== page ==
SQL Developer Quick Tip: Filtering Object Lists

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How deep do you go in your software? Do you make it at least 1 click deep? I’m talking about right-clicking with your mouse. Software folks are often accused of hiding things on context menus, but you have to remember that software is engineered and developed by folks that are comfortable with computers – and we just assume everyone knows to ‘right click everywhere.’

You may have noticed something was amiss when you first used the object tree in the Connections pane.

Wait, you're hiding stuff from me?!?

The ‘Tables’ tree node has a ‘(Filtered)’ notation next to it. Out of the box we are choosing not to show you any tables that are in the Recycle Bin. Quick side note: when you drop a table, Oracle just renames it with a funny system name (BIN$…), and then it eventually ages out. So we figure you don’t want to see those and we filter the object list accordingly. But, if you right-click, you can configure the filter to your liking!

Maybe you don’t want to see tables for materialized views or tables belonging to a particular project or application.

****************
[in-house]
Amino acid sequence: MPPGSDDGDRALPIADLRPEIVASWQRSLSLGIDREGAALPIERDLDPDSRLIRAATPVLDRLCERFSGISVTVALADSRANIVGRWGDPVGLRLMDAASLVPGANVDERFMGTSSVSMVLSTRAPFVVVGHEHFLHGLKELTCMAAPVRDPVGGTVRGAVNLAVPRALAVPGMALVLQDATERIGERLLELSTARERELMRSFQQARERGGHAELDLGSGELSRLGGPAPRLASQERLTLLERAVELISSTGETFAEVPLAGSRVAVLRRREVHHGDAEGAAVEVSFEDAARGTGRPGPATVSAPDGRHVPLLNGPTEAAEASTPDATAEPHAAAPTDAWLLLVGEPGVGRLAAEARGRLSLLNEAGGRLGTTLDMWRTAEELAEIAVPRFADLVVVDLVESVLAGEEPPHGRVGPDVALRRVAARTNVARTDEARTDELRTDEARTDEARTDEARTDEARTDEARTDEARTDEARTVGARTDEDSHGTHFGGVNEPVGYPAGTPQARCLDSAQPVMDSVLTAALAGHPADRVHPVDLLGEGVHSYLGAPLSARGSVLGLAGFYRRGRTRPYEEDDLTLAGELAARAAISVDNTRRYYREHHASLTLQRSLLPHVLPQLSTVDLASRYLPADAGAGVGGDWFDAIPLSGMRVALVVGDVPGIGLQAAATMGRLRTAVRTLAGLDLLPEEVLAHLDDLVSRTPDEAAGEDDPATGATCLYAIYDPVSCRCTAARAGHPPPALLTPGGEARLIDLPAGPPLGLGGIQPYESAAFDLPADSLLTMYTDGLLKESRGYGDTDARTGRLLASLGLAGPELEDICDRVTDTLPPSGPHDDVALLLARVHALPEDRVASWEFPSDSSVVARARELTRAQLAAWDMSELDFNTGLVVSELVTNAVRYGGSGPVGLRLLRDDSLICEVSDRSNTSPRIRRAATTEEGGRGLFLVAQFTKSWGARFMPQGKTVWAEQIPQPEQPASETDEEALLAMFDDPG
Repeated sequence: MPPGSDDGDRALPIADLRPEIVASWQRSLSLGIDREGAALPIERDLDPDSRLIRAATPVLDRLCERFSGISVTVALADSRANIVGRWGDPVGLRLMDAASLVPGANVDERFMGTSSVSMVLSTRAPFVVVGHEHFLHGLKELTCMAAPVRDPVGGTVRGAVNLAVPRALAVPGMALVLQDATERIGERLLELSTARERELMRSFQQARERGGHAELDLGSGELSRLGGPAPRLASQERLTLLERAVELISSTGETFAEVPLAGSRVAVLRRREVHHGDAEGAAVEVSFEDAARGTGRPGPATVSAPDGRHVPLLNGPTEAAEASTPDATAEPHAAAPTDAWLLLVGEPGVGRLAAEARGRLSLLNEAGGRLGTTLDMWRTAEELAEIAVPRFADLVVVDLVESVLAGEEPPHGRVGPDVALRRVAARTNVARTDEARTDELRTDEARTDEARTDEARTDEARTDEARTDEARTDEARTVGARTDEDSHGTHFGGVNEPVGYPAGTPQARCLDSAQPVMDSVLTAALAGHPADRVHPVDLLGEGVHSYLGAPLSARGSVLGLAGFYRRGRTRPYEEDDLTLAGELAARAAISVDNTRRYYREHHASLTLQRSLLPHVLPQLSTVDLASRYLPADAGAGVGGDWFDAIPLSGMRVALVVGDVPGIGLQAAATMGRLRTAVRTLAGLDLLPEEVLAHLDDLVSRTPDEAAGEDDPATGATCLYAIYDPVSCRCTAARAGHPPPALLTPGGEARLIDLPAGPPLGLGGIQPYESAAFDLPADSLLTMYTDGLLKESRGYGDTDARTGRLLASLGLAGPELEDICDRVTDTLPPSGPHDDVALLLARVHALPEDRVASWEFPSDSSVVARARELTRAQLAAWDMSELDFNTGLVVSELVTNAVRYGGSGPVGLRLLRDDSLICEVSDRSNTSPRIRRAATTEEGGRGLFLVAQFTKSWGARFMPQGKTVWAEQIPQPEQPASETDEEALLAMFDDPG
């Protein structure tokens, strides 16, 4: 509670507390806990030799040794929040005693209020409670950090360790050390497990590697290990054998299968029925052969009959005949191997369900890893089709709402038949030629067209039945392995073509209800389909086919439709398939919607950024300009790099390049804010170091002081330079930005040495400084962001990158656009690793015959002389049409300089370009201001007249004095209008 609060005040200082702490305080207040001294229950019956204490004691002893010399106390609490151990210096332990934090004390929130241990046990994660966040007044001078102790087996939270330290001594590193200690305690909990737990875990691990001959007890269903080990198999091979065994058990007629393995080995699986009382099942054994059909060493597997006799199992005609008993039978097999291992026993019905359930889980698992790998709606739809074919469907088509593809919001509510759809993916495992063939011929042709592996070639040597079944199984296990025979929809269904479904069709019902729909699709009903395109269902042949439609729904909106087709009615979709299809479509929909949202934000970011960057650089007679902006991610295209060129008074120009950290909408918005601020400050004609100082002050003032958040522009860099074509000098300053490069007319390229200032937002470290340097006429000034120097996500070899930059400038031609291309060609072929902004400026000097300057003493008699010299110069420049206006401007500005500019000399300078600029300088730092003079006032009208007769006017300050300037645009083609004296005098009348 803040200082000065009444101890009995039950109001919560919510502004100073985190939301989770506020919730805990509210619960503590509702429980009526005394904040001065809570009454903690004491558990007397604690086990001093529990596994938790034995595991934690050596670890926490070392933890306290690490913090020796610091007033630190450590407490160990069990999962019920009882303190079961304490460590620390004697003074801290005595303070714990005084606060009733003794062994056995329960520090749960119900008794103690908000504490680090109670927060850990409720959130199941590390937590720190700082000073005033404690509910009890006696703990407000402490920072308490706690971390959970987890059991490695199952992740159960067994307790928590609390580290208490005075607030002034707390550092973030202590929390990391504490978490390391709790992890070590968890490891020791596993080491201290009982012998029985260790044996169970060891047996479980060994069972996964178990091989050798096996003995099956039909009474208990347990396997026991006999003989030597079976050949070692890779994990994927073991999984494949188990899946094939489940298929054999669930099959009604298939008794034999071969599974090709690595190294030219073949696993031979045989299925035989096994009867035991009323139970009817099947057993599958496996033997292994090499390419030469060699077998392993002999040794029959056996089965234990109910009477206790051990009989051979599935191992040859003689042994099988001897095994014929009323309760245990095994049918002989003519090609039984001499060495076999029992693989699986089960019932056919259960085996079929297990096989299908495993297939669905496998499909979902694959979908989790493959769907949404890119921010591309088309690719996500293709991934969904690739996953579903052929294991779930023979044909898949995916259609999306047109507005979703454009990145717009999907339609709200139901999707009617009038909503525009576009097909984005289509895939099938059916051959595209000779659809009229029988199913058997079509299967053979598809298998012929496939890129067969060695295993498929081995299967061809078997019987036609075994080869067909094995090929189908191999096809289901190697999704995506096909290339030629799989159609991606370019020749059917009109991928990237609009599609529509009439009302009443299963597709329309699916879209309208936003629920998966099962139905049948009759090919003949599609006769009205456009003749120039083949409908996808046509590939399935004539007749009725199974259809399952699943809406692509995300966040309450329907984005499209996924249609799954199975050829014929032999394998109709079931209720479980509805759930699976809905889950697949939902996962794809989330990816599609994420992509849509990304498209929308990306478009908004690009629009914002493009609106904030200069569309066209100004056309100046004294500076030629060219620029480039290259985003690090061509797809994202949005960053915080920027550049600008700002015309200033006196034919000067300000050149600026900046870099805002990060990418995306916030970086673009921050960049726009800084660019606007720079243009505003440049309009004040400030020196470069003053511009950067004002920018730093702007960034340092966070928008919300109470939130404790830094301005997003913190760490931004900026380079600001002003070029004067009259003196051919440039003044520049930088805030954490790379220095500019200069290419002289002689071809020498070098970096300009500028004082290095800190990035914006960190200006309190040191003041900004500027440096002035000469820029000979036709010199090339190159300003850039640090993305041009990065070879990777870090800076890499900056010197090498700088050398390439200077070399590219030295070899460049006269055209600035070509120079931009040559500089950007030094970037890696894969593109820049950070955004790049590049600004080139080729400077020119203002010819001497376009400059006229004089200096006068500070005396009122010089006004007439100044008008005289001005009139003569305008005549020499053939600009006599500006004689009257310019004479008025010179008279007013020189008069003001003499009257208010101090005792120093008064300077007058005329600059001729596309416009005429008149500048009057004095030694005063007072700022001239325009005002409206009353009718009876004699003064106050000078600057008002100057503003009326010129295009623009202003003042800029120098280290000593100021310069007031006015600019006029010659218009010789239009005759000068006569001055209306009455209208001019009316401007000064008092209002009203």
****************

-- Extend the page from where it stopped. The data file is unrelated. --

Apply Filter

Right-click on the ‘Tables’ node and choose ‘Apply Filter.’ You can create one or more filtering clauses to limit what’s shown. For this example we’re talking about tables, but you can apply this to any object type on the tree. You can also apply a filter at the connection level, so if you had a bunch of tables, views, jobs, sequences that all started with ‘BOB_’, those can be easily hidden in one quick swipe.

We don’t have a lot of buttons in SQL Developer in order to keep the interface clean and uncluttered as possible. However, this is one of those cases where we have a button. You’ll notice there’s a funnel-looking button on the Connections panel toolbar. You can click on that too.

Here’s an example of a table filter I’m using to hide stuff I don’t want to see including some support tables for APEX and SQL Developer’s Unit Testing feature.

Please don't show me this stuff.

I routinely work with customers that have thousands of tables. How often do you think they interface with each of those tables every day? Never, right? So if you’re going to be neck-deep in a project for a few days, take a second to create a filter to hide the objects you don’t need to be bothered with at that moment. Or, you could use software like most sheeple and just run it like it’s out-of-the-box.

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